"Promises" is a beautiful documentary and, in light of the daily body count of Israeli and Palestinian victims, a heartbreaking film.
A nominee for best documentary at last year's Academy Awards, "Promises" was filmed in and around Jerusalem between 1997 and 2000, while the Oslo treaty hopes for peace were still flickering.
Its "stars" are seven kids, four Israelis and three Palestinians, between the ages of 9 and 13, whose normal childhood pursuits and problems are overlaid by the suspicions and hatred of the "other," transmitted by parents, teachers and religious guides. The children live in West and East Jerusalem, in a religious Jewish settlement and in a Palestinian refugee camp. And although their homes are within a few miles of each other, none has ever met a youngster from the other side.
As the 106-minute film introduces us to the homes, schools and playgrounds of each of the children, it dawns on the American Jewish viewer how little is known, not only of the lifestyle of an Arab family, but even of the daily ritual in a strictly Orthodox home.
Co-director B.Z. Goldberg (with Justine Shapiro), a young American raised in Jerusalem, has a rare knack of bonding with the youngsters, and they reciprocate by unaffectedly telling their stories, often with brutal honesty. We meet Sanabel, a lovely Arab girl, whose journalist father has been held for two years in an Israeli prison as a security risk; Mahmoud, a blond, blue-eyed Hamas supporter, and Faraj, who lives in the Daheishe refugee camp.
Their Israeli counterparts are Yarko and Daniel, bright and handsome twins living in a secular home; Shlomo, a fervently Orthodox yeshiva student, and Moishe, who grows up in a Jewish settlement surrounded by Arabs.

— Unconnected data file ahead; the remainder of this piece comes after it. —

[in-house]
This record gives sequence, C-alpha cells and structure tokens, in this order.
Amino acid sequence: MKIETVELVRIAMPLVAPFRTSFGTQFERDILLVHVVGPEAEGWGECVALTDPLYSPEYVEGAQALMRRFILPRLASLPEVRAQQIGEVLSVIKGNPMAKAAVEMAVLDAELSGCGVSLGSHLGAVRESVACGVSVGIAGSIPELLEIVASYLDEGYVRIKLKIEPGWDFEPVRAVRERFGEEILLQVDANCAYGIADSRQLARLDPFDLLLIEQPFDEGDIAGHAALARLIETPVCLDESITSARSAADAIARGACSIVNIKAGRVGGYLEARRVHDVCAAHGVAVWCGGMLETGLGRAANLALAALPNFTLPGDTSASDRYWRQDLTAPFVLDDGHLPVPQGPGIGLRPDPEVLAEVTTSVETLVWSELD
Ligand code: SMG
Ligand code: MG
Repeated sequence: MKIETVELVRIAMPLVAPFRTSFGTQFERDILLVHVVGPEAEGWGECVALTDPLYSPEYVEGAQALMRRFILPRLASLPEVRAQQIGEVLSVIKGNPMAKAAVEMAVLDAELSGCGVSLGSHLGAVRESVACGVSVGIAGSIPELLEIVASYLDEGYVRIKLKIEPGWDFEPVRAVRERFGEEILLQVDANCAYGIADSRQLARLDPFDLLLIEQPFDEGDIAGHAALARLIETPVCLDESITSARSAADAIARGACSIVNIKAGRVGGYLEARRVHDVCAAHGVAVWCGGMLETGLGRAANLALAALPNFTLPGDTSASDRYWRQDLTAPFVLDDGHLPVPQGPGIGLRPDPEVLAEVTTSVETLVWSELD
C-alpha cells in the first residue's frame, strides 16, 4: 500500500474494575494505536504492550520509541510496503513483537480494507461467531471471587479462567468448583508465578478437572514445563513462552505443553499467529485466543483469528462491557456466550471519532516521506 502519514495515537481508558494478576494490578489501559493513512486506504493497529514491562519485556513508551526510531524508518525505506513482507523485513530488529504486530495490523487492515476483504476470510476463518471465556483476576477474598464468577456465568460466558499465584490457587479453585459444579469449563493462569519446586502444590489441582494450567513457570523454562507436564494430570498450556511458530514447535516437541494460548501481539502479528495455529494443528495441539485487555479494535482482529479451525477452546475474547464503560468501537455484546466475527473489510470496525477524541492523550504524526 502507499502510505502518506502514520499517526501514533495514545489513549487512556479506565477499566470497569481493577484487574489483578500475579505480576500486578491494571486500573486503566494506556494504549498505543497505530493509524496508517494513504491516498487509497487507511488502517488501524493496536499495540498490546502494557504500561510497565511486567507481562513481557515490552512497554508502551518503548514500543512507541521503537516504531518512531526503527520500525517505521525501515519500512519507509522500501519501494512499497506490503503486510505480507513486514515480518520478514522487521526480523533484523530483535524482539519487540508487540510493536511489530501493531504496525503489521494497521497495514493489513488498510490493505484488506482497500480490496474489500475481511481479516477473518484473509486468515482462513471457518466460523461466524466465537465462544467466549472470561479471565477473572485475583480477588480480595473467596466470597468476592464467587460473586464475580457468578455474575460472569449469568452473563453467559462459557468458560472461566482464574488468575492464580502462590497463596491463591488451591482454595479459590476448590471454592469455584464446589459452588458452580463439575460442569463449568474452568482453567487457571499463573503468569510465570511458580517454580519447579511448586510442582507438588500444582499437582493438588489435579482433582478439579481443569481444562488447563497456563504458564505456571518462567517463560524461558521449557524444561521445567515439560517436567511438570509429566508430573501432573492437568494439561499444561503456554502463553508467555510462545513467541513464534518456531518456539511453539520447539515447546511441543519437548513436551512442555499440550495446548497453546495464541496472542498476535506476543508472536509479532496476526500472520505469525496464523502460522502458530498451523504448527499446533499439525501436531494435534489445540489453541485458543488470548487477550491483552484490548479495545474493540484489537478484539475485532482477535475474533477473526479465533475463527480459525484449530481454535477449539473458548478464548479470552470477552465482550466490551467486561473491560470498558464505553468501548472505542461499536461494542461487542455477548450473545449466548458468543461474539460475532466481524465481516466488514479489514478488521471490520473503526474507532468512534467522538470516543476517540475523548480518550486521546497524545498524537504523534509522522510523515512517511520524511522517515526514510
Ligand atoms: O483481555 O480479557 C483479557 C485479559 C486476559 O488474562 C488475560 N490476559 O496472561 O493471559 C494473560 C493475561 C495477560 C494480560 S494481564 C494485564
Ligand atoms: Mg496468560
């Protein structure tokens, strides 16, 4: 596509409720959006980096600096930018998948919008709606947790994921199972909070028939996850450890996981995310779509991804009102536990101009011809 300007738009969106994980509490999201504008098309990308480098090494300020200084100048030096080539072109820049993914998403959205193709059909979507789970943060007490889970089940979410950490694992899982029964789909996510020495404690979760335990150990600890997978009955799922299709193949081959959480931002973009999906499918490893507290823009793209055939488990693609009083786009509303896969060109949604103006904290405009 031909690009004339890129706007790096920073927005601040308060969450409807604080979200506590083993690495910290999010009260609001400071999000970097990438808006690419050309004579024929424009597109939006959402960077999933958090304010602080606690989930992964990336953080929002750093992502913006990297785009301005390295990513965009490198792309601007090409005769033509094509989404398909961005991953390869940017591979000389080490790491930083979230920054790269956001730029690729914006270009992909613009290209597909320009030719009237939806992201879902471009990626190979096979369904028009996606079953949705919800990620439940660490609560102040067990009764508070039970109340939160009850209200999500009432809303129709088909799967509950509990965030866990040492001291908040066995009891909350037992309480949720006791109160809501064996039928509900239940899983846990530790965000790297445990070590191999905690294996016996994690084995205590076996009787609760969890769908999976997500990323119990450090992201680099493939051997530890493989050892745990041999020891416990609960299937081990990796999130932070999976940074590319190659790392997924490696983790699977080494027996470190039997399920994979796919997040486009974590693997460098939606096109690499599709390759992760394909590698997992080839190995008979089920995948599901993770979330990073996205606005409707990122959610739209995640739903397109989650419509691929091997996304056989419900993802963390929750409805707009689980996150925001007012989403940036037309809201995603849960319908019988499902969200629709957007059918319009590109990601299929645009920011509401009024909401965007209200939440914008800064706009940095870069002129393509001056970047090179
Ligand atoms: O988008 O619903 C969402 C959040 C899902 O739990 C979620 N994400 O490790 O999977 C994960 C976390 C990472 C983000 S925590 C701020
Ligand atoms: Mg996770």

Though separated by generations of hostility, some of the kids express a natural curiosity to meet the fabled bogeymen on the other side. With Goldberg as the intermediary, Yako and Daniel visit Faraj, and, speaking in halting English, the boys soon find a more common language in their shared enthusiasm for soccer and volleyball. This scene was shot in 1997 and during a revisit two years later, the small spark of tentative friendship had all but atrophied, more by neglect than animosity.
Looking at the situation in Israel today, the precarious moment when the children saw each other as human beings, rather than enemies, has passed again.
It may well take another generation to rekindle the spark, but "Promises" is a needed reminder that there can be an alternative in the Middle East to hatred and bloodshed.
"Promises" will be screening Sunday, Feb. 23, at 12:30 and 3:30 p.m. at Tarbut V'Torah, 5200 Bonita Canyon Drive, Irvine. For more information, call (714) 755-0340, ext. 134, or visit www.pjff.org . Â